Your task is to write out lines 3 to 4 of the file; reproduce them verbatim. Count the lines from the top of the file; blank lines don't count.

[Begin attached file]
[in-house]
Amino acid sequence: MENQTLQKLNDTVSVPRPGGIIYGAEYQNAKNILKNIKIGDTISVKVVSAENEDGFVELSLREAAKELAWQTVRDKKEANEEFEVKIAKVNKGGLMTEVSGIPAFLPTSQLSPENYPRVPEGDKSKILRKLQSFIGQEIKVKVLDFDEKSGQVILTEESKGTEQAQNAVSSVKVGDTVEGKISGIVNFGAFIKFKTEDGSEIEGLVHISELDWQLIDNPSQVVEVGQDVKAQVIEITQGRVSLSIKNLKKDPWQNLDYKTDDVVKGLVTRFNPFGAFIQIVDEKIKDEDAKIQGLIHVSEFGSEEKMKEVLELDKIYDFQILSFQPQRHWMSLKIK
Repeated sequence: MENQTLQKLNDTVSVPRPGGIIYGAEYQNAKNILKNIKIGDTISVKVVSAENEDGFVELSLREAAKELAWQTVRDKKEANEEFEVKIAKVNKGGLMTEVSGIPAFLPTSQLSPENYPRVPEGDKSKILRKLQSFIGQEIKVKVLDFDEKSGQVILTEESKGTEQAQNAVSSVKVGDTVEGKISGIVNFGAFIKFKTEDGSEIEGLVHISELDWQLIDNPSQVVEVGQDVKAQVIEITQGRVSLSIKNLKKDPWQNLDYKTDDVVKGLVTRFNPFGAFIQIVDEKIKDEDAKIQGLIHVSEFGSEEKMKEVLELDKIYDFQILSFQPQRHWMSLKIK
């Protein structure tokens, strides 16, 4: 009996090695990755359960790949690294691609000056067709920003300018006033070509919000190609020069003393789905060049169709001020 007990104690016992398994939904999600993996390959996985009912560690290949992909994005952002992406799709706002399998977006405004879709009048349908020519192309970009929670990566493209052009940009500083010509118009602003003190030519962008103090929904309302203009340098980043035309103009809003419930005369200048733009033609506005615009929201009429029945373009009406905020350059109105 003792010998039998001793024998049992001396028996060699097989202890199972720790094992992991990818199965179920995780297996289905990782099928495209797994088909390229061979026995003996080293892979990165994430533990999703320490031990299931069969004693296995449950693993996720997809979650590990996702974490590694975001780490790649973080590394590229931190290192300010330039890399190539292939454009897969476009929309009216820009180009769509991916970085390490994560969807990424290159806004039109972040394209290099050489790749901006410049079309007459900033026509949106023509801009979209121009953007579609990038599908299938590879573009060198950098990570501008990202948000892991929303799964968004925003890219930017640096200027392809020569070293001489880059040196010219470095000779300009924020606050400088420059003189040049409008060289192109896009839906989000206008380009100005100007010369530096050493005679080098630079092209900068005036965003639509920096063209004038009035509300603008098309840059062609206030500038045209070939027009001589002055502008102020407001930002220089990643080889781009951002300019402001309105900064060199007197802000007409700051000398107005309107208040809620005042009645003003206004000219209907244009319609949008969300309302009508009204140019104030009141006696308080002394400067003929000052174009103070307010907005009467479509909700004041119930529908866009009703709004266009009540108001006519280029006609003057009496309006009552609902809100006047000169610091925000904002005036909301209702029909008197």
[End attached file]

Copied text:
Repeated sequence: MENQTLQKLNDTVSVPRPGGIIYGAEYQNAKNILKNIKIGDTISVKVVSAENEDGFVELSLREAAKELAWQTVRDKKEANEEFEVKIAKVNKGGLMTEVSGIPAFLPTSQLSPENYPRVPEGDKSKILRKLQSFIGQEIKVKVLDFDEKSGQVILTEESKGTEQAQNAVSSVKVGDTVEGKISGIVNFGAFIKFKTEDGSEIEGLVHISELDWQLIDNPSQVVEVGQDVKAQVIEITQGRVSLSIKNLKKDPWQNLDYKTDDVVKGLVTRFNPFGAFIQIVDEKIKDEDAKIQGLIHVSEFGSEEKMKEVLELDKIYDFQILSFQPQRHWMSLKIK
């Protein structure tokens, strides 16, 4: 009996090695990755359960790949690294691609000056067709920003300018006033070509919000190609020069003393789905060049169709001020 007990104690016992398994939904999600993996390959996985009912560690290949992909994005952002992406799709706002399998977006405004879709009048349908020519192309970009929670990566493209052009940009500083010509118009602003003190030519962008103090929904309302203009340098980043035309103009809003419930005369200048733009033609506005615009929201009429029945373009009406905020350059109105 003792010998039998001793024998049992001396028996060699097989202890199972720790094992992991990818199965179920995780297996289905990782099928495209797994088909390229061979026995003996080293892979990165994430533990999703320490031990299931069969004693296995449950693993996720997809979650590990996702974490590694975001780490790649973080590394590229931190290192300010330039890399190539292939454009897969476009929309009216820009180009769509991916970085390490994560969807990424290159806004039109972040394209290099050489790749901006410049079309007459900033026509949106023509801009979209121009953007579609990038599908299938590879573009060198950098990570501008990202948000892991929303799964968004925003890219930017640096200027392809020569070293001489880059040196010219470095000779300009924020606050400088420059003189040049409008060289192109896009839906989000206008380009100005100007010369530096050493005679080098630079092209900068005036965003639509920096063209004038009035509300603008098309840059062609206030500038045209070939027009001589002055502008102020407001930002220089990643080889781009951002300019402001309105900064060199007197802000007409700051000398107005309107208040809620005042009645003003206004000219209907244009319609949008969300309302009508009204140019104030009141006696308080002394400067003929000052174009103070307010907005009467479509909700004041119930529908866009009703709004266009009540108001006519280029006609003057009496309006009552609902809100006047000169610091925000904002005036909301209702029909008197």